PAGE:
Cre­at­ing mem­o­ries One stitch at a time

North Penn Life - - FRONT PAGE - By Brian Binga­man bbinga­man@21st-cen­tu­ry­media.com

“We as Amer­i­cans have a love af­fair with T-shirts,” said Towa­mencin res­i­dent Molly Fisher. It’s when those T-shirts that have sen­ti­men­tal value be­come too small, faded or worn that peo­ple turn them over to her to cut up and stitch into quilts. Fisher is the founder of Mem­ory Quilts by Molly, a home busi­ness she started al­most two years ago thanks to post­ing pho­tos of mem­ory quilts she made for her sons on Face­book in 2009.

“I got 25 com­ments in a half-hour: ‘How can I do that?’ ‘Where can I get one made?’” she said.

She has since cre­ated and sold 122 per­son­al­ized quilts made from sports team shirts, con­cert shirts, Har­ley-David­son T-shirts, Hard Rock Cafe T-shirts and for one of her friends who spends a lot of time in New Or­leans, a quilt com­pris­ing 65 pub shirts.

“If that quilt could only talk,” Fisher said of the lat­ter.

Fisher, who has two col­legeage sons and a daugh­ter in mid­dle school, had been a stayat-home mom and had tried a few part-time jobs be­fore start­ing Mem­ory Quilts by Molly. “I’ve sewed all my life. Back in the day, my mom was a long­time quil­ter. She did it as a hobby, and she did it by hand,” she said.

Un­like her mother, Fisher uses a pow­er­ful sewing ma­chine that can punch 1,500 stitches a minute.

“The sewing ma­chines to­day, they’re com­put­ers, man,” she said.

)LVKHU FDQ fiQLVK D VPDOO TuLOW in eight to 10 hours. Queen or king size quilts take 25 to 30 hours.

“What they’re get­ting is a pre­mium prod­uct,” she said, not­ing that she sends pic­tures to the cus­tomer to each step of the quilt-mak­ing process for their ap­proval, and uses cot­ton back­ing, bat­ting, thread and fab­rics.

Grad­u­a­tion quilts are all the rage right now. A prime ex­am­ple is a gift Fisher made for a grad­u­at­ing LaSalle Univer­sity se­nior. Al­though you may not know him per­son­ally, the T-shirts in the quilt say a lot about his life: Read­ing Olympics, North Penn Squires, Wal­ton Farm CODVV RI ’07, 3HQQ­fiHOG Wind En­sem­ble ’07-’08, St. Maria Goretti Christ­mas In­vi­ta­tional bas­ket­ball tour­na­ment 2008, North Penn High School Lacrosse ...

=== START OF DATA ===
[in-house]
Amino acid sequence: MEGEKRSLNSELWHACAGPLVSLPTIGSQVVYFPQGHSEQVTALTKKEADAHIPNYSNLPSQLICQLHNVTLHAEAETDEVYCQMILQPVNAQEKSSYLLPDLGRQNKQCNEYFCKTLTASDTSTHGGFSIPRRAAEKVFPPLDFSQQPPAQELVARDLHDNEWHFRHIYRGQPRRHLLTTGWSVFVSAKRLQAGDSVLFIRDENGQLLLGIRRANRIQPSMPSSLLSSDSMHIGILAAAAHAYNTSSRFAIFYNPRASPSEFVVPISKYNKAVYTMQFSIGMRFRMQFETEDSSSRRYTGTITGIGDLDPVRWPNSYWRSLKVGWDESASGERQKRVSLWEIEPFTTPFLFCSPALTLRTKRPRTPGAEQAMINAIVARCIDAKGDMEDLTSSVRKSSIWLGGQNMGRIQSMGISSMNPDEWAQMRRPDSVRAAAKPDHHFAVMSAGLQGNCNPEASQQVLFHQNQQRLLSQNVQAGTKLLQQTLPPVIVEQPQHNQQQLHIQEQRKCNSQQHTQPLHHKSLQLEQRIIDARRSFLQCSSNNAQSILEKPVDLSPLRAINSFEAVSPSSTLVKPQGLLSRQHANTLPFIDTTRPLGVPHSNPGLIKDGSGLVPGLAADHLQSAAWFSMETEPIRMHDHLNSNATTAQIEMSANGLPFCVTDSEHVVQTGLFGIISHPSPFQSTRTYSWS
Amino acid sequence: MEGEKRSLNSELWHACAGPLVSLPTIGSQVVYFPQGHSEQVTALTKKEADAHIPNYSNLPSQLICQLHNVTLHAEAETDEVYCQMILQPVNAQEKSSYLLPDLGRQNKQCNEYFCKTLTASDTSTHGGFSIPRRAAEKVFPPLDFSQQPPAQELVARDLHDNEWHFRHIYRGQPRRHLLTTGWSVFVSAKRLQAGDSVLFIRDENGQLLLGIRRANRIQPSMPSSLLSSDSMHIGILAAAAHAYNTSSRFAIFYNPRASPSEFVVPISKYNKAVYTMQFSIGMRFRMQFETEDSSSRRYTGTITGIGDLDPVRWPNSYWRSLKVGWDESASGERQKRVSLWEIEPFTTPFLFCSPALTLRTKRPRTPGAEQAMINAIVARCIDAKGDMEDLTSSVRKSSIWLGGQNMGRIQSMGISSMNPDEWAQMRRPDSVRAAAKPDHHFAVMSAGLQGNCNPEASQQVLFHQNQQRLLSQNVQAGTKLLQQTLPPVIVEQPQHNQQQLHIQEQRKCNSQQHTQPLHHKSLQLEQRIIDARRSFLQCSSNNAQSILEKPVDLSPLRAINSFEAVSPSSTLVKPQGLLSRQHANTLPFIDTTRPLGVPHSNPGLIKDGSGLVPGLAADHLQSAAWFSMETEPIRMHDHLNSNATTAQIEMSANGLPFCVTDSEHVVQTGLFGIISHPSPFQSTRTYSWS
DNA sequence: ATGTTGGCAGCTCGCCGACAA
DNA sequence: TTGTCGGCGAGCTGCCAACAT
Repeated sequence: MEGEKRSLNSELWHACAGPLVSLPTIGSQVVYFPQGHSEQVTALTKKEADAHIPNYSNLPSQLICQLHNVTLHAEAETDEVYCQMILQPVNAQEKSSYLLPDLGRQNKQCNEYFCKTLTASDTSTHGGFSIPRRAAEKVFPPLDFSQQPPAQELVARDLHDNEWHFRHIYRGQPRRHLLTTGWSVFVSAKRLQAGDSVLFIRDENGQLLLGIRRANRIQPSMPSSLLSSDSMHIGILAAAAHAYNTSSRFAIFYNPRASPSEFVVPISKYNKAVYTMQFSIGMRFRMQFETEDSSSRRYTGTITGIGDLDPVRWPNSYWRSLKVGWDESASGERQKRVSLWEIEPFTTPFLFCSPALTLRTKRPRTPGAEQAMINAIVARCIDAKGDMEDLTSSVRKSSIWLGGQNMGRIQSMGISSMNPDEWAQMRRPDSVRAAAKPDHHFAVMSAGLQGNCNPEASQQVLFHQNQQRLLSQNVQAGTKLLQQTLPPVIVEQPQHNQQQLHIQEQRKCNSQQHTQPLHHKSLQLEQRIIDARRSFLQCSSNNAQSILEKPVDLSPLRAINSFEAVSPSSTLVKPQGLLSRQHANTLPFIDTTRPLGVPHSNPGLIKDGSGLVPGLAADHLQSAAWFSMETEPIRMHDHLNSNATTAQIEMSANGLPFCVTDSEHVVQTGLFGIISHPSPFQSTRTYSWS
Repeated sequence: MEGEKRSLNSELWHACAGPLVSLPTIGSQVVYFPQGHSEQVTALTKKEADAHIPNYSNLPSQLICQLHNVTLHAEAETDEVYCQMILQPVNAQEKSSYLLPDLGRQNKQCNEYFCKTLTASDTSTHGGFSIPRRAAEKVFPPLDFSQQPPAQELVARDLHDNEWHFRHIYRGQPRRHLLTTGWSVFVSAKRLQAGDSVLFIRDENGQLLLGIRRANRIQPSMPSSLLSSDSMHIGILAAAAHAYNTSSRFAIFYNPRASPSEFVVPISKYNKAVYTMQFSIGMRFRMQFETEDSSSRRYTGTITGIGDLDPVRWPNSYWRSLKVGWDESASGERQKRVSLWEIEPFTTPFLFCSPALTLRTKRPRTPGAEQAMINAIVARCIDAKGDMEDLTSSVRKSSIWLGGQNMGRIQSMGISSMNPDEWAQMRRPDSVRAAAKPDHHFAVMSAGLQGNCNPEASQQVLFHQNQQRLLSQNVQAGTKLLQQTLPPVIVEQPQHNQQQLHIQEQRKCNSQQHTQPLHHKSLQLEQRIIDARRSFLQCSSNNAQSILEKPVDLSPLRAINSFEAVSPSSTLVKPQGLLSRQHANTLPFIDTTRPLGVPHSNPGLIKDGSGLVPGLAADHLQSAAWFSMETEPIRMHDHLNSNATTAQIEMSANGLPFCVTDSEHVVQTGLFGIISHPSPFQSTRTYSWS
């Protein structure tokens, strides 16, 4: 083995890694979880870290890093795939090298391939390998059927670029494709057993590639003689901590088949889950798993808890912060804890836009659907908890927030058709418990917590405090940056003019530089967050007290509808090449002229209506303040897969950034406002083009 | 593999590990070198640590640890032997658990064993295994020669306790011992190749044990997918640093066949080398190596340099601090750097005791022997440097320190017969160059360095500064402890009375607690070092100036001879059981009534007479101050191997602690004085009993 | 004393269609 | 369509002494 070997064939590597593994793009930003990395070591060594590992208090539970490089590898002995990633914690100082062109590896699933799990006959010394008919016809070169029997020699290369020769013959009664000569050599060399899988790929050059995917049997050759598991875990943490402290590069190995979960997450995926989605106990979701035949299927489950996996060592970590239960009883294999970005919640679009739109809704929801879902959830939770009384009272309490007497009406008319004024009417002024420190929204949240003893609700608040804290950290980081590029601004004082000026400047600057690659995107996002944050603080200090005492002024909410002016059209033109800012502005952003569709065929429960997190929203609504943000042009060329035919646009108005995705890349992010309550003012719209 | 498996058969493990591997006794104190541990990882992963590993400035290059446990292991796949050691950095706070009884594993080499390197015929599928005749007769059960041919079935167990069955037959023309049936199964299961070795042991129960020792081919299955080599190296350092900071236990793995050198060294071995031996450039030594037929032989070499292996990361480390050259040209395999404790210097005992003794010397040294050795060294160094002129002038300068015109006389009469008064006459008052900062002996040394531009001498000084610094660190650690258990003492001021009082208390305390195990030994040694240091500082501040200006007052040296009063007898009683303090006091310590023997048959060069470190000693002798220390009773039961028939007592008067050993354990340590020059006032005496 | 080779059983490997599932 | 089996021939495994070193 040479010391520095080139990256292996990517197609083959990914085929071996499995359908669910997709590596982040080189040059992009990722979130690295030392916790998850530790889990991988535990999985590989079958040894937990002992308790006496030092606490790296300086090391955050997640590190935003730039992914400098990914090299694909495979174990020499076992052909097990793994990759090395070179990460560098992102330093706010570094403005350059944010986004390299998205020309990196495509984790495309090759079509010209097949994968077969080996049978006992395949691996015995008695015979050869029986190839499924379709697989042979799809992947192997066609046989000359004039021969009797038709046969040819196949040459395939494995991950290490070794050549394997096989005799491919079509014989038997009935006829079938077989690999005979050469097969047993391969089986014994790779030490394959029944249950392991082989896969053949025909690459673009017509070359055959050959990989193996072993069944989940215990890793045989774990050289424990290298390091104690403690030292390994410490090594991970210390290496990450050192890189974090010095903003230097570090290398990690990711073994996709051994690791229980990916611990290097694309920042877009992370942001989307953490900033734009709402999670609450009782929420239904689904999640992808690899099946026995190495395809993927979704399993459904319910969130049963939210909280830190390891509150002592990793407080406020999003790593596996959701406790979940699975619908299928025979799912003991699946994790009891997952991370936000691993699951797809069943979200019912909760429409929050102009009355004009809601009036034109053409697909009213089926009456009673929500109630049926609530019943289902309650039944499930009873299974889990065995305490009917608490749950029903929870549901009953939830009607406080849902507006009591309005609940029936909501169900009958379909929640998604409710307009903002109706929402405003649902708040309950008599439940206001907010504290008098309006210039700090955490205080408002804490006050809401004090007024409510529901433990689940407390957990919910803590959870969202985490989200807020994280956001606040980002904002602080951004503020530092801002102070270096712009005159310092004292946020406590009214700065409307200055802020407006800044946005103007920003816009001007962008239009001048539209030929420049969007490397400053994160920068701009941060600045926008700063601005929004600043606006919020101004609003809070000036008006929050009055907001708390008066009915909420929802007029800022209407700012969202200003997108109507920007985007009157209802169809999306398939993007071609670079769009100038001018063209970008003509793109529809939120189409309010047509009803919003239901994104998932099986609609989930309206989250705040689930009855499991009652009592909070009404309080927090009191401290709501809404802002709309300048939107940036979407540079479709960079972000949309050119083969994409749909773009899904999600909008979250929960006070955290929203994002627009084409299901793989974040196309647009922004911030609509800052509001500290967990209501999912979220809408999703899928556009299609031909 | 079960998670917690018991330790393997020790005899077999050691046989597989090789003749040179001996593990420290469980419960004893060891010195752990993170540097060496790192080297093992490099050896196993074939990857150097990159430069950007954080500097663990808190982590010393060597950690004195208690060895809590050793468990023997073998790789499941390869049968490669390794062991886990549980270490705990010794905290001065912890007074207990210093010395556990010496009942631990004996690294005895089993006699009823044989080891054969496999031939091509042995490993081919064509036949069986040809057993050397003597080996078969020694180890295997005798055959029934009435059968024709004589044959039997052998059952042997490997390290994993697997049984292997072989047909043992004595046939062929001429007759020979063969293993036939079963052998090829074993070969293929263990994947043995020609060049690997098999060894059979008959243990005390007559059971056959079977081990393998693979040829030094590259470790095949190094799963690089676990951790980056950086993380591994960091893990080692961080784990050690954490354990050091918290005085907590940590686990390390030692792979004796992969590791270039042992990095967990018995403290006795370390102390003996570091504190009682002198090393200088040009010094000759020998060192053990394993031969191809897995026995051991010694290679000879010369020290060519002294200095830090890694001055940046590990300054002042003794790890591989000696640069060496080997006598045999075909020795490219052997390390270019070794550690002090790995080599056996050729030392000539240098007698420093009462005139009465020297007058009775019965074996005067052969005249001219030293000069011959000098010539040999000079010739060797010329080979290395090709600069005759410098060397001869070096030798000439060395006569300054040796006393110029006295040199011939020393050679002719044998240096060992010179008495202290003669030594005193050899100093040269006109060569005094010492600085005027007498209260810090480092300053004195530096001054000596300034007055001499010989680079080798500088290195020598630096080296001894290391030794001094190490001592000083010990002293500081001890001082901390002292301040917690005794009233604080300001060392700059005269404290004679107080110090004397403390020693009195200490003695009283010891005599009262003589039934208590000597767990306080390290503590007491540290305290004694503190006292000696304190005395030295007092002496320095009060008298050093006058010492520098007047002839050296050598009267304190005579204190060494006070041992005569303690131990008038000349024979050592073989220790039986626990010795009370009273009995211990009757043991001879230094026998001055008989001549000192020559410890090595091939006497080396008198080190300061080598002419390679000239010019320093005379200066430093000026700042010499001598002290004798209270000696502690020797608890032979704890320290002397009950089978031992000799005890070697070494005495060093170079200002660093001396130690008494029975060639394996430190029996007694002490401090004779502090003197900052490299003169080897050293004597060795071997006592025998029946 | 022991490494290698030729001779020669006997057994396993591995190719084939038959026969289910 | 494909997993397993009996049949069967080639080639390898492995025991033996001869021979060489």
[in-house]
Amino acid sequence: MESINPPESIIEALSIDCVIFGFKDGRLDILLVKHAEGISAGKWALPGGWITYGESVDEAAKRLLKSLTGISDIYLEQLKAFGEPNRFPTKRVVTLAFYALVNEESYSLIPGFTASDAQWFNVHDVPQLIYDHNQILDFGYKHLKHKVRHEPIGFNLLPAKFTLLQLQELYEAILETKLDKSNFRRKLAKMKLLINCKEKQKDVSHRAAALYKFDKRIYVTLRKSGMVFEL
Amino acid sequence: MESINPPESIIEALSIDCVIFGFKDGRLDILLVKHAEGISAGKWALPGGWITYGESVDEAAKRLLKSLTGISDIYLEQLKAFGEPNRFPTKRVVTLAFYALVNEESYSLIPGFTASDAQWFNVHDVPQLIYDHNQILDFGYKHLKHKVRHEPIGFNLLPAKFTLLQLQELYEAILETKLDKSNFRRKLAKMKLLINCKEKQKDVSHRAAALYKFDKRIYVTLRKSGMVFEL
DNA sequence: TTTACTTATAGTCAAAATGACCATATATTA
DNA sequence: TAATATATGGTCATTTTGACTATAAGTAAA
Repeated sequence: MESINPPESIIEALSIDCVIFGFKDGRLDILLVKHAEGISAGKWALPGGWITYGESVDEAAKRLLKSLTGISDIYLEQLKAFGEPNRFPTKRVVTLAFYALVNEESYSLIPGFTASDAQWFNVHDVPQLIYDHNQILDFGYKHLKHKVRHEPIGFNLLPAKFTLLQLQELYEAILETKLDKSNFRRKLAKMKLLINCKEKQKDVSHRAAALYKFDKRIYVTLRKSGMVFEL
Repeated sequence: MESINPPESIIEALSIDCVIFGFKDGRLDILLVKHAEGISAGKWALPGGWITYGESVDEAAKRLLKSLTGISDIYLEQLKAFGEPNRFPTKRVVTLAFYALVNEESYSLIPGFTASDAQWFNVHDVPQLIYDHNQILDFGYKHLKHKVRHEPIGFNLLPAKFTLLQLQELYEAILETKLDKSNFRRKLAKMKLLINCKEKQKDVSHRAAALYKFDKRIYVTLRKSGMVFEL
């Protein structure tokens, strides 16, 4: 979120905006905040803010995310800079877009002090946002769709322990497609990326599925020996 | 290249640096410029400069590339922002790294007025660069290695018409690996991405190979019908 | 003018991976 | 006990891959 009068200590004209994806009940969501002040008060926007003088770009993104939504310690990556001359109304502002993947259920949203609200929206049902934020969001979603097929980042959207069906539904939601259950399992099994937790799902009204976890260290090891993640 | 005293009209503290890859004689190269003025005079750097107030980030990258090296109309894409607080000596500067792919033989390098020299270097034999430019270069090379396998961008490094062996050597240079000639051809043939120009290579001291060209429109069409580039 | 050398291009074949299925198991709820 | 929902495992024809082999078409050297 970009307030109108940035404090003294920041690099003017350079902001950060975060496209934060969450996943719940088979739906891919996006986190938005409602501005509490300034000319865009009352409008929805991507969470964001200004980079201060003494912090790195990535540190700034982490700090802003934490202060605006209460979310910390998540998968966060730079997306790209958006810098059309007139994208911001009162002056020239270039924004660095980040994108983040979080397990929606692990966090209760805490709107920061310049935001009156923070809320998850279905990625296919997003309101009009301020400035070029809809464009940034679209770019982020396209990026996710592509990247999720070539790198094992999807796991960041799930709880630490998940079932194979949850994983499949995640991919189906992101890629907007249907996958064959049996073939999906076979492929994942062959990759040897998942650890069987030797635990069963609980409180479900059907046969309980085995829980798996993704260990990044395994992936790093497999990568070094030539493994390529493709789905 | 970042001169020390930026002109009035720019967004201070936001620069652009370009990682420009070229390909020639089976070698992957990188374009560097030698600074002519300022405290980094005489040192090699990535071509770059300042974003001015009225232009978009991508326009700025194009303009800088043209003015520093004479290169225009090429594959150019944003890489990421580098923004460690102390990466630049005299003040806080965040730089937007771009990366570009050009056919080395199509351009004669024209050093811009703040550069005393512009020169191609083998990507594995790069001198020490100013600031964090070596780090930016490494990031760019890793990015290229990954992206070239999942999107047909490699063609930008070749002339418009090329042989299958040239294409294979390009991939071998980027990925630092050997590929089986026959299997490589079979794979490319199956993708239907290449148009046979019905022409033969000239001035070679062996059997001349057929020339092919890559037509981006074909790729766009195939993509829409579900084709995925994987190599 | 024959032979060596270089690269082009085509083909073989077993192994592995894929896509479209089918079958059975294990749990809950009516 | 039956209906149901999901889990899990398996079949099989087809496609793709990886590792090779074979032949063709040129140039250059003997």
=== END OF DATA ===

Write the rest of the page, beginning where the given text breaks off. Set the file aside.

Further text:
“If any­one is in­ter­ested in a grad­u­a­tion quilt, it will be GLI­fiFuOW WR gHW LW GRQH Ey -uQH, but I can have it done in time for them to go off to col­lege in Au­gust,” said Fisher.

Quilts can also be a trib­ute to a de­parted loved one’s mem­ory. A “Car­los” me­mo­rial quilt, com­mis­sioned to Fisher in honor of an Ar­gen­tinian med­i­cal doc­tor, com­prises fab­ric swatches from his jack­ets, ties and sweaters.

“It helps them through the griev­ing process,” Fisher said.

Other items that Fisher can quilt in­clude long-sleeve and short-sleeve knit shirts, golf shirts, men’s bathing suits [not Speedos], but­ton-down shirts, sweat­shirts, flDQQHO SDQWV, flHHFH SDQWV, EDEy FORWKing, hand­ker­chiefs, cot­ton bed sheets, high school var­sity let­ters, jack­ets, sweaters, sus­penders, aprons, Scout badges and base­ball patches.

“The wed­ding mar­ket is a bud­ding mar­ket for me,” said Fisher, men­tion­ing a quilt she made for the ChupSDK LQ D -HwLVK wHGGLQg FHUHPRQy com­pris­ing swatches sub­mit­ted by rel­a­tives of the bride.

Mem­ory quilts can be cre­ated in four dif­fer­ent styles — tra­di­tional friend­ship star sash­ing, tra­di­tional block sash­ing, mod­ern or block quilt.

“My hus­band jokes that I’m bring­ing man­u­fac­tur­ing back to the [United] States,” said Fisher, who has 20 quilts that are ei­ther queued up or in pro­duc­tion.

“I do­nate one lap quilt a year to a wRUWKy QRQSUR­fiW [WR DuFWLRQ RII@. 7KLV year I have sev­eral to choose from. It’s nice to give back,” Fisher said.

See more at www.mem­o­ryquilts­by­molly.com or www.face­book.com/Mem­o­ryQuilts­by­Molly.

Left, Molly Fisher folds and bags one of her quilts at her home in Towa­mencin.

Be­low, Fisher is seen through an old re­fur­bished Singer sewing ma­chine that be­longed to her mother as she works on one of her quilts.

Bot­tom, Fisher stitches a new quilt.

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